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Defensive Versatility And Disguise Making Life Tough On Opposing Offenses

The Pittsburgh Steelers have a ton of talent defensively. And they’re going to use every one of those guys not only for the betterment of their team but to the detriment of the opposing offense. To force the opponent to spend more time on simply identifying what personnel are on the field instead of focusing on what kind of coverage or scheme the Steelers’ defense is running.

Joe Haden made that point in speaking to reporters today.

“It’s big for us,” Haden told reporters via video provided by the team. “Because of the film study. When you see people in different spots, you expect them to be there. And then they start switching, we start rotating, different guys, sending different guys. [The offense] just doesn’t really get a good read on our defensive scheme. So it just keeping people guessing and preparing for the unknown.”

Buffalo Bills’ quarterback Josh Allen certainly was kept guessing in Week 1, struggling mightily in a year where he could be an MVP candidate. Pittsburgh’s defense held him and the Bills in check, limiting them to just one touchdown and 13 total points.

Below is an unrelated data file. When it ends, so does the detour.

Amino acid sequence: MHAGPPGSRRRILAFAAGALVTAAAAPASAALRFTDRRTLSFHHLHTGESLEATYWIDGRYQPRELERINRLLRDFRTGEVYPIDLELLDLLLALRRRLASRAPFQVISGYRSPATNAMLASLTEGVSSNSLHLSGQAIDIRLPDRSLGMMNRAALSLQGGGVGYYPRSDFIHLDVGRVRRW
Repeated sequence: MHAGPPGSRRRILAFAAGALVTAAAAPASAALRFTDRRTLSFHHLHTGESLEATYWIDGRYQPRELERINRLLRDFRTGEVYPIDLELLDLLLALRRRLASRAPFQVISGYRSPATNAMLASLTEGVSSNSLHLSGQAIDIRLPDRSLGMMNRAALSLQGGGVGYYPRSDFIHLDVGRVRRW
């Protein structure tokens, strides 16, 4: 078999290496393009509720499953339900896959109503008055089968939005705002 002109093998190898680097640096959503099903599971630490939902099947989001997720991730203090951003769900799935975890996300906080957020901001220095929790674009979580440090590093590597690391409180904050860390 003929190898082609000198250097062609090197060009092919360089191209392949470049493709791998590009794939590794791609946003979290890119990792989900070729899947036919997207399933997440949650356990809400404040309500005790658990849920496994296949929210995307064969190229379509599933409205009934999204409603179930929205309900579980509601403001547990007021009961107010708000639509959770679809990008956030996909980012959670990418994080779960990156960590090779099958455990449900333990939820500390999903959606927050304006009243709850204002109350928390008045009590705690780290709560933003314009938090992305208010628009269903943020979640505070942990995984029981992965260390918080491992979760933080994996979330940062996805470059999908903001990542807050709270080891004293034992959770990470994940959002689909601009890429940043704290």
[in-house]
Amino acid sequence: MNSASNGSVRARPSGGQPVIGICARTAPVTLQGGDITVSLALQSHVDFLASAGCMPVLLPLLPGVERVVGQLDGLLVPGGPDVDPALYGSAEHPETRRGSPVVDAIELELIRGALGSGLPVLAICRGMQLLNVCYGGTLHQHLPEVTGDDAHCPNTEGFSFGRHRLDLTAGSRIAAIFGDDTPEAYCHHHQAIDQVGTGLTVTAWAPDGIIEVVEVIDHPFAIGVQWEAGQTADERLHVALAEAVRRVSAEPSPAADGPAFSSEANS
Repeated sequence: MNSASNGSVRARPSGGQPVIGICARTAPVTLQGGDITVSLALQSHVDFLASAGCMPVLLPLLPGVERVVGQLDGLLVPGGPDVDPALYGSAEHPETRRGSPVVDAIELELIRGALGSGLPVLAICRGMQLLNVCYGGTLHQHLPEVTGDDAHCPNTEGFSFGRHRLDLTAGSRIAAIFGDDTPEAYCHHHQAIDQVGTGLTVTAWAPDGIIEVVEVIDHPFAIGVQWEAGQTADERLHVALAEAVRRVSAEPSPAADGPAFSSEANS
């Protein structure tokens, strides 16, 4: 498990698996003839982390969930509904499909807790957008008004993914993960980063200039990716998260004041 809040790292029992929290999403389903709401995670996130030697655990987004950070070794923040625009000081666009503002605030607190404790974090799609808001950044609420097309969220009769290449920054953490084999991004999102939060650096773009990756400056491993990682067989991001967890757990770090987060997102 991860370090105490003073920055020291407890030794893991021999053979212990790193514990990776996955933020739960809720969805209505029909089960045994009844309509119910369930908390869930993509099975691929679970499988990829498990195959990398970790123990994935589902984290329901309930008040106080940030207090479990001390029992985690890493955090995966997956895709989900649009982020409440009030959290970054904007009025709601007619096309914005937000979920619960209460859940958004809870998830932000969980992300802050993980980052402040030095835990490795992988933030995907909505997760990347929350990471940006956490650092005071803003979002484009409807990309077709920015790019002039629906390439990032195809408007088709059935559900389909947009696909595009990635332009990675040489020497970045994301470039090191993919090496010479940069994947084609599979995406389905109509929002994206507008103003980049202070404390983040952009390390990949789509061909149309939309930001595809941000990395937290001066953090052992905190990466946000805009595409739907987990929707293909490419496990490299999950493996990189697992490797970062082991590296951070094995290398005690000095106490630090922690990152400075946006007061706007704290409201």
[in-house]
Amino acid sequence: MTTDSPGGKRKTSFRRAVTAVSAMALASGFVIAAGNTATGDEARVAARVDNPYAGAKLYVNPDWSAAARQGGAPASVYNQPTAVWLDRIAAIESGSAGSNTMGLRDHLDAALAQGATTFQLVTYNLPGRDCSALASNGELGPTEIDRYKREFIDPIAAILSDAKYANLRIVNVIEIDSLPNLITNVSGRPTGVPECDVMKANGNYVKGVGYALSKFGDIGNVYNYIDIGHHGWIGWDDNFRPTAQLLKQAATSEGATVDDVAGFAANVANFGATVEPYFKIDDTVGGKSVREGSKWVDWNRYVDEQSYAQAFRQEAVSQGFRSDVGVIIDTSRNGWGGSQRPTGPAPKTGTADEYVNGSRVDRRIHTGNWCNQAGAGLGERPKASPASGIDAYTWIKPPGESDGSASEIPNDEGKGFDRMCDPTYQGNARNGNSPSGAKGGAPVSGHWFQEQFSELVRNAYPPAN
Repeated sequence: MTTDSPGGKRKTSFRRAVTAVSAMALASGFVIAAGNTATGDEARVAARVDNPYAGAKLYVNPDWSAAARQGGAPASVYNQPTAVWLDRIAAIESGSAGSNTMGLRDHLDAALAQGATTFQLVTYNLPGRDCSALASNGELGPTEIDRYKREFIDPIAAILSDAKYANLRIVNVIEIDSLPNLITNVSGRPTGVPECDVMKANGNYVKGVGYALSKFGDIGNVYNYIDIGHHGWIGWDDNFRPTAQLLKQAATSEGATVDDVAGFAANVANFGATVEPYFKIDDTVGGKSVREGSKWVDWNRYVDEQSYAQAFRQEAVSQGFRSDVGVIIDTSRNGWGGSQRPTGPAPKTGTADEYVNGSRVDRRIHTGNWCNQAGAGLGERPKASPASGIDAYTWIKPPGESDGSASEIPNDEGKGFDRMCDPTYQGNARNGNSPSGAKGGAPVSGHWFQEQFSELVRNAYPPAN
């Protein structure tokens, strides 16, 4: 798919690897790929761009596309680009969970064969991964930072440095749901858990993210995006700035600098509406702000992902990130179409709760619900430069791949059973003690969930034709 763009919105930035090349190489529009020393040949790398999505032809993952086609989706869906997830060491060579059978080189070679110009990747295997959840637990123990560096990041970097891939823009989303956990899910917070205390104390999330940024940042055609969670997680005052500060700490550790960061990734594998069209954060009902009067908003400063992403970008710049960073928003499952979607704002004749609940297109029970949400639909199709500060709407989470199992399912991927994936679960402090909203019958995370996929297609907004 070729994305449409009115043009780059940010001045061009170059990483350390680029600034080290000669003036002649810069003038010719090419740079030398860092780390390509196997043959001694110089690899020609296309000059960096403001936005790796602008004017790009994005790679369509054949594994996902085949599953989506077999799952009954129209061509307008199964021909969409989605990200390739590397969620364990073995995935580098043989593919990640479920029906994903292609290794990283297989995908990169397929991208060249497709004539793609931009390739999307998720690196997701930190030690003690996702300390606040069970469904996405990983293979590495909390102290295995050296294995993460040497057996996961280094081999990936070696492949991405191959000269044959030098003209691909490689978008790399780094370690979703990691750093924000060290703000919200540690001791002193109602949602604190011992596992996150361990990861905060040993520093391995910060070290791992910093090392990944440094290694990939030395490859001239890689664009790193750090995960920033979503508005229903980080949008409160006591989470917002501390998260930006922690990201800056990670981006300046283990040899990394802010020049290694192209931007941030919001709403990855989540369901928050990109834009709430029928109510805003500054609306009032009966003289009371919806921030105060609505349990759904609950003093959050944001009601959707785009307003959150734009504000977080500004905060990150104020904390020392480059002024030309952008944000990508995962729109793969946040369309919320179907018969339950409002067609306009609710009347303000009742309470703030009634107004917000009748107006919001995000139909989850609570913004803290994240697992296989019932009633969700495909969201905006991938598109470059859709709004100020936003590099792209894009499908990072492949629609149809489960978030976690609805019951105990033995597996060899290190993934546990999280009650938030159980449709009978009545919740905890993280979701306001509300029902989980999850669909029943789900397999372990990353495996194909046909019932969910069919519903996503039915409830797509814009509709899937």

The defense’s biggest stands came on short fields. Twice, Buffalo started their drive at or inside the Steelers’ 35 yard line. Combined, they came away with three points. One drive that ended in a field goal, another that ended with a T.J. Watt strip-sack fumble, recovered by Cam Heyward.

Seventeen Steelers played 5+ snaps in the opener with another 16 of them playing 10+. That latter number included seven defensive backs: Joe Haden, Cam Sutton, Minkah Fitzpatrick, Terrell Edmunds (all who played 100% of the time) with Tre Norwood, James Pierre, and Arthur Maulet rotating in. They threw the kitchen sink at Allen with safety rotation and players aligning all over the field. It slowed down Allen, Stefon Diggs, and the rest of the offense.

That sort of disguise will remain important Sunday afternoon when the Las Vegas Raiders come to town. To combat an elite tight end like Darren Waller and confuse a QB like Derek Carr, a passer with immense physical talent but has struggled with consistency and some mental lapses. We’ll see what plan Haden and company employ to go 2-0 on the year.

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